After a full day wrangling booze labels, I heard a good story about bacon labeling on the way home from work (bringing home the bacon, as it were). The radio story emanated from a Bloomberg web story, “Why Supermarket Bacon Hides Its Glorious Fat.” The story touches upon the intersection of our love-hate relationship with fat and with government, and also upon labeling issues and wily businesspeople. Explaining that bacon has “one of the most unusual and underappreciated packaging formats of any supermarket product” it says:
The standard one-pound package shows the bacon slices fanned out, with only their leading edges exposed. The industry term for this is a shingle pack—a reference to the way the slices overlap. Because those front edges tend to feature more lean muscle than the fattier back edges, and because the face of the top slice is invariably covered by a paperboard flap containing the manufacturer’s logo and other branding information, the consumer sees a relatively unbroken field of red protein, creating the illusion that the bacon is leaner than it is.
Lest the bacon packaging hide the fat too much, the U.S. government requires the packaging to show the real story, at least on the back window. The window allows the consumer:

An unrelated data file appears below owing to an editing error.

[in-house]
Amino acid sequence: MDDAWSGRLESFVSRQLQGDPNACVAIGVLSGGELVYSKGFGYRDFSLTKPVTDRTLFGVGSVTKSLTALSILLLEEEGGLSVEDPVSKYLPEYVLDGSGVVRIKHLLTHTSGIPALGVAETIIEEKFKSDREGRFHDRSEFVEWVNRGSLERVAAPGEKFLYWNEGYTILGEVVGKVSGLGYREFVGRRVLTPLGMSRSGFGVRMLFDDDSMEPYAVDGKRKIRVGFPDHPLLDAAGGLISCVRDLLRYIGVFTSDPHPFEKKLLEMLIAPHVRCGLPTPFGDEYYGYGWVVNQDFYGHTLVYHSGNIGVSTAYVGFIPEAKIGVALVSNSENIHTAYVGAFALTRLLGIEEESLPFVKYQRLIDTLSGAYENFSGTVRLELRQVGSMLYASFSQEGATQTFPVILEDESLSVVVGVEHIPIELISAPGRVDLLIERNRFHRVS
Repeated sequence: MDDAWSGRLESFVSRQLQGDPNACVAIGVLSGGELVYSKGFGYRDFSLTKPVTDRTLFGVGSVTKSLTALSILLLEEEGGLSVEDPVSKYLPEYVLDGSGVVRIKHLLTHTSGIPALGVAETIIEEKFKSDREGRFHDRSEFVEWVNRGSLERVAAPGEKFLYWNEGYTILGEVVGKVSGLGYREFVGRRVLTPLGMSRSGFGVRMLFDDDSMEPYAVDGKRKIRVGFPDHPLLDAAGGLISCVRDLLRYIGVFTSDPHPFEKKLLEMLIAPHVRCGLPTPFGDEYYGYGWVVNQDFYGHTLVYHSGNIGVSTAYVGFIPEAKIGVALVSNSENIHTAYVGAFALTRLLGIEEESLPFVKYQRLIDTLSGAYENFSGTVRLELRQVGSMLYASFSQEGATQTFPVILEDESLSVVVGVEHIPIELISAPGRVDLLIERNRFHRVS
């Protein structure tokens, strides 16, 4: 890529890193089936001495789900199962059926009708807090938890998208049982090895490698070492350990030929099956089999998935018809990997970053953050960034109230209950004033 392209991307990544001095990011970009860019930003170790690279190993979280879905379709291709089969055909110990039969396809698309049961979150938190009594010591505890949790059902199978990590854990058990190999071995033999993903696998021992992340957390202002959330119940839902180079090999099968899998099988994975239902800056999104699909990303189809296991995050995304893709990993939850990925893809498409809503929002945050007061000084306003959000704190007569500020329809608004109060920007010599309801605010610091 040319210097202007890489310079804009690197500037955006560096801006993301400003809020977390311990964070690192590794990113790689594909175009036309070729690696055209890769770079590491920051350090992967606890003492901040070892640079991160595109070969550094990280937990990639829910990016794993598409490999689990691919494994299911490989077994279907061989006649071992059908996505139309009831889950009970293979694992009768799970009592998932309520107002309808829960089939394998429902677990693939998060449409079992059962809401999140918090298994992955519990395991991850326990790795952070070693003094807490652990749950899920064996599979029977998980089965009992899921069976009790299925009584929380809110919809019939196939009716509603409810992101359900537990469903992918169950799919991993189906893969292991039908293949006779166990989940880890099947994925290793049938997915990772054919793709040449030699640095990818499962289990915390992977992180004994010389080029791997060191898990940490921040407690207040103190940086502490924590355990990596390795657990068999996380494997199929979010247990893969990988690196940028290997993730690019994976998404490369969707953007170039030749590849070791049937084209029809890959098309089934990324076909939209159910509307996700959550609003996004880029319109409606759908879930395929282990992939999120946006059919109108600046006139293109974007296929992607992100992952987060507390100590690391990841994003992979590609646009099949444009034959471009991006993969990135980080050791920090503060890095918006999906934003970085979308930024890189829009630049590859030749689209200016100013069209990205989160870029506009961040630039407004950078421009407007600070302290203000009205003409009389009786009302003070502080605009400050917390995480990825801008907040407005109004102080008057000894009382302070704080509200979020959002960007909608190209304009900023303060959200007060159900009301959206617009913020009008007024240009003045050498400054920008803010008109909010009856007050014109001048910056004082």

to see how the bacon truly looks in all its fatty glory. … [T]he shingle pack doesn’t just present an idealized bacon fantasy—it also provides a built-in reality check. It’s hard to think of another package that engages in such a clever sleight of hand on the front and then gives away the game on the back.
The story also has a nifty video about the machinery used to slice the bacon slabs optimally. In a radio version of the story, Lukas says the shingle pack is “ingeniously deceptive.”
And if you don’t think bacon shingles have a lot to do with booze marketing, you should take a peek through this window.